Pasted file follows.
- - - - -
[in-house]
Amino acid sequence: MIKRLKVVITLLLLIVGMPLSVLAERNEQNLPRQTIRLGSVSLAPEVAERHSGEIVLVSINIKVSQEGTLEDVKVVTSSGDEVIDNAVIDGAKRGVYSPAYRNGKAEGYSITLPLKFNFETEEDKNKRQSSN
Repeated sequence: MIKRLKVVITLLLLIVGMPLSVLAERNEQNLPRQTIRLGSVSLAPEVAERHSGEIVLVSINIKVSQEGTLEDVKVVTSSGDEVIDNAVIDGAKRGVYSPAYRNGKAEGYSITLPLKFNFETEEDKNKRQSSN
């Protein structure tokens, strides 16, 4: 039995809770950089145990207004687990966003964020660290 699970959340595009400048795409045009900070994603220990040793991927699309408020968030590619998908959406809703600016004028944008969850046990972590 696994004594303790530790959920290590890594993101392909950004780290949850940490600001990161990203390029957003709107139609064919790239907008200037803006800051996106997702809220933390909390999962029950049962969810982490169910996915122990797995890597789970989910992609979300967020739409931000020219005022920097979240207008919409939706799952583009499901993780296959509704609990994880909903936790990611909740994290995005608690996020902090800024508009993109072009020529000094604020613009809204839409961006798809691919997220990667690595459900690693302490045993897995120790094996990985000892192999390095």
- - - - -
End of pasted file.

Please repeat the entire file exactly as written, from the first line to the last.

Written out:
[in-house]
Amino acid sequence: MIKRLKVVITLLLLIVGMPLSVLAERNEQNLPRQTIRLGSVSLAPEVAERHSGEIVLVSINIKVSQEGTLEDVKVVTSSGDEVIDNAVIDGAKRGVYSPAYRNGKAEGYSITLPLKFNFETEEDKNKRQSSN
Repeated sequence: MIKRLKVVITLLLLIVGMPLSVLAERNEQNLPRQTIRLGSVSLAPEVAERHSGEIVLVSINIKVSQEGTLEDVKVVTSSGDEVIDNAVIDGAKRGVYSPAYRNGKAEGYSITLPLKFNFETEEDKNKRQSSN
């Protein structure tokens, strides 16, 4: 039995809770950089145990207004687990966003964020660290 699970959340595009400048795409045009900070994603220990040793991927699309408020968030590619998908959406809703600016004028944008969850046990972590 696994004594303790530790959920290590890594993101392909950004780290949850940490600001990161990203390029957003709107139609064919790239907008200037803006800051996106997702809220933390909390999962029950049962969810982490169910996915122990797995890597789970989910992609979300967020739409931000020219005022920097979240207008919409939706799952583009499901993780296959509704609990994880909903936790990611909740994290995005608690996020902090800024508009993109072009020529000094604020613009809204839409961006798809691919997220990667690595459900690693302490045993897995120790094996990985000892192999390095």